Raising mosquitoes is an arduous task but as insecticide resistance increases, the insectary team at the Vestergaard-NMIMR Vector Labs in Ghana knows a fierce commitment is what it will take to support the deployment of more effective mosquito nets against malaria.

Every day before 8am, Alidu, Sammy, Ibrahim and Sampson are dressed in their lab coats and shoes at the Vestergaard-NMIMR Vector Labs (VNVL) in Accra, Ghana, ready to commence their day of work.

The work of raising mosquitoes in an insectary is constant and laborious, and routines are crucial.

But despite the arduous commitment, VNVL’s insectary team remains fiercely motivated to generate enough adult mosquitoes for large-scale testing of insecticide-treated bednets.

Ibrahim says it’s incredible to witness what he had learned in his biology studies occur right before his eyes.

“Far back in high school when we were being taught about the mosquito life cycle from the egg stage to adulthood, it was basically theoretical. But you appreciate it when you see the physical things in front of you. [This] motivates me,” he says.

Alidu, Sampson, Ibrahim and Samuel rear the mosquitoes at the insectary used for the large-scale testing of insecticide treated nets.

For Sammy and Sampson, it’s about the pride of contributing to the global fight against malaria.

“Malaria is the most deadly disease in the world. Since I know that here I will help to fight against malaria, I’m happy,” Sampson says.

Sammy finds it fascinating to work with one of the smallest yet deadliest insects in the world, knowing that he is making a difference.

“By breeding mosquitoes, I’m helping to control the spread of malaria and saving people’s lives,” he says.“In our own small way, we are contributing to saving the lives of many people — not only our families, but lives of other people who will play relevant roles in their countries and in the future.”

Incessant demands

VNVL’s insectary produces more than one million mosquitoes per year, a combination of susceptible and insecticide resistant Anopheles gambiae, and can also support wild strains.

“Mosquitoes are capable of prodigious reproduction,” the lab workers explain.

“They multiply in large numbers. Five hundred mosquitoes can lay 100 eggs each, providing a total of 50,000 eggs per cycle,” Alidu says.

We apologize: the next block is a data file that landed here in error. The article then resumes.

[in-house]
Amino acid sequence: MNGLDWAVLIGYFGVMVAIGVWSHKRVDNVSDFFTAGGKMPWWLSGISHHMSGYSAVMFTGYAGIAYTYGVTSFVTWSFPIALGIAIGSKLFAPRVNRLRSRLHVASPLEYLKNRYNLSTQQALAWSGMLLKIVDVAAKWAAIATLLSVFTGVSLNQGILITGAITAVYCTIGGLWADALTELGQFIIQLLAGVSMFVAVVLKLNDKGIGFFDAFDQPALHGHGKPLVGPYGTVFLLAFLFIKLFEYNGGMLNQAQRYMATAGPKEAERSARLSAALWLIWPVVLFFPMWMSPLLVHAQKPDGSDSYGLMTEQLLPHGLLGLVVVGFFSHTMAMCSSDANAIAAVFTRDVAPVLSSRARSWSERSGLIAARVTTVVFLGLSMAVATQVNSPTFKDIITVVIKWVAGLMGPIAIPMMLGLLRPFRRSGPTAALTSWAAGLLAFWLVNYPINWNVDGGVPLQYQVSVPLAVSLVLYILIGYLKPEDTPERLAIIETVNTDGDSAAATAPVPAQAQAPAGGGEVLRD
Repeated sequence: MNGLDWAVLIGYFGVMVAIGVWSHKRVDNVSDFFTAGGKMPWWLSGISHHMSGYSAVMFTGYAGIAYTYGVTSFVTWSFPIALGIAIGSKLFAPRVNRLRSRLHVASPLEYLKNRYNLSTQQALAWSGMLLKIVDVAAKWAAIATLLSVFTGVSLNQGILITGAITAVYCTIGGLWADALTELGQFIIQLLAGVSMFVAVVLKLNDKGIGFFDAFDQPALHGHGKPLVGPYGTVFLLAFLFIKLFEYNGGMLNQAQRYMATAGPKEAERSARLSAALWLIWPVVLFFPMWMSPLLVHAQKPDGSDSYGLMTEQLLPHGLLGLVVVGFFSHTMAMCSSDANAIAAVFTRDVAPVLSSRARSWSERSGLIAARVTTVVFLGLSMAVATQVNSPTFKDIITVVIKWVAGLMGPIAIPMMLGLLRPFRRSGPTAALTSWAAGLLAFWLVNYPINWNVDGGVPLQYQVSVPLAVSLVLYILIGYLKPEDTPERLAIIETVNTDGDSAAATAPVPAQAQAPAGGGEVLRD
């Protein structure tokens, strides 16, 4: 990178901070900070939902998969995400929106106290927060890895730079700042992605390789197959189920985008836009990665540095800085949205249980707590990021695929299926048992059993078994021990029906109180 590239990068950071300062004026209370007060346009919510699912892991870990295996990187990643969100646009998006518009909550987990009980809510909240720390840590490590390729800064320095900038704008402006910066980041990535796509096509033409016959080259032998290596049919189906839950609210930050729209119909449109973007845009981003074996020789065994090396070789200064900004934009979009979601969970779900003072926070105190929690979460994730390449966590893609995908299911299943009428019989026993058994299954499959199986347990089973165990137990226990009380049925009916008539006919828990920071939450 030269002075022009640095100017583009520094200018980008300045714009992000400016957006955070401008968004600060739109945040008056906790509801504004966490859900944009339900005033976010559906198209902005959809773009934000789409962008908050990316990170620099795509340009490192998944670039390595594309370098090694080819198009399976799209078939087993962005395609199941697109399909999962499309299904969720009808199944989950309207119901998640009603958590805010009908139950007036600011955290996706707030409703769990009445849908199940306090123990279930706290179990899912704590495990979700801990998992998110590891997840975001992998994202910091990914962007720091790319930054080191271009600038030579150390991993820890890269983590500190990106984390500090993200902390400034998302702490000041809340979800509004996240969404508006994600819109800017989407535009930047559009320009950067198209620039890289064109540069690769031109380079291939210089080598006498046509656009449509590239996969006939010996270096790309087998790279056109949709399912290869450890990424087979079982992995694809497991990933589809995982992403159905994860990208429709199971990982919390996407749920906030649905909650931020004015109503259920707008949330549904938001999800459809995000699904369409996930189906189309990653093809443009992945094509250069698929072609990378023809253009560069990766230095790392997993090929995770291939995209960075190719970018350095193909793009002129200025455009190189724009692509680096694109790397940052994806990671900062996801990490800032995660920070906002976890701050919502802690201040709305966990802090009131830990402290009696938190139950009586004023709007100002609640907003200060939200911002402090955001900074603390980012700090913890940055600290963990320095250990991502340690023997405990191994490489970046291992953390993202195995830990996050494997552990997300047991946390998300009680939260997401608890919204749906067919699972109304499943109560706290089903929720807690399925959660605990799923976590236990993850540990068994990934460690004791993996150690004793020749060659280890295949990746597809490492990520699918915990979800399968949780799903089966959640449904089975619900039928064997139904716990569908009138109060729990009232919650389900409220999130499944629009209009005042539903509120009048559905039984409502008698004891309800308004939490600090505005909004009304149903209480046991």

Keeping up with the cycle is a major undertaking; workers often have to pick up each mosquito pupa, sometimes as many as 2,000 pupae each day.

Sampson picking pupae in larval room.

“The daily activities at the insectary are loaded and cannot be taken as a part-time job,” Alidu says.

Mosquitoes need attention seven days per week, 52 weeks of the year. Alidu, Ibrahim and Dominic, who works at another lab, modify their working days to make sure the insectary is covered throughout the weekend.

The insectary team continually seeks to make improvements to processes, such as using a Hemotek system to feed the mosquitoes instead of live rabbits.

The insectary team continually seeks to make improvements to processes and outcomes to ensure VNVL is well placed to meet future challenges. For example, mosquitoes are no longer fed on live rabbits but instead a Hemotek system where mosquitoes feed from heated receptacles that hold small amounts of sheep blood behind artificial membranes. In addition, the team works constantly to improve and update their skills to ensure they keep abreast of global insectary trends and techniques.

Research for the future

Insectaries play a critical role in the product development and quality control of long-lasting insecticidal nets (LLINs), which effectively kill mosquito vectors of malaria on contact, and may also repel them, before they feed on sleeping humans.

Alidu cleans dead mosquitoes from adult cages in the insectary.

LLINs have significantly reduced malaria morbidity and mortality over the past two decades, particularly in Africa, which accounted for 94 per cent of all malaria deaths in 2020, according to the World Health Organization.

The world’s largest producer of LLINs, Vestergaard set up VNVL as part of a public-private partnership with the University of Ghana’s Noguchi Memorial Institute for Medical Research (NMIMR) in November 2011.

Since its creation, the facility has become crucial to the deployment of high-quality LLINs across sub-Saharan Africa. To date, it has generated mosquitoes used in over 800,000 tests.

And as mosquitoes adapt and their resistance to insecticide increases, VNVL continues to play a vital role in the research and development of effective vector control tools and in providing opportunities for knowledge sharing, capacity building and collaboration.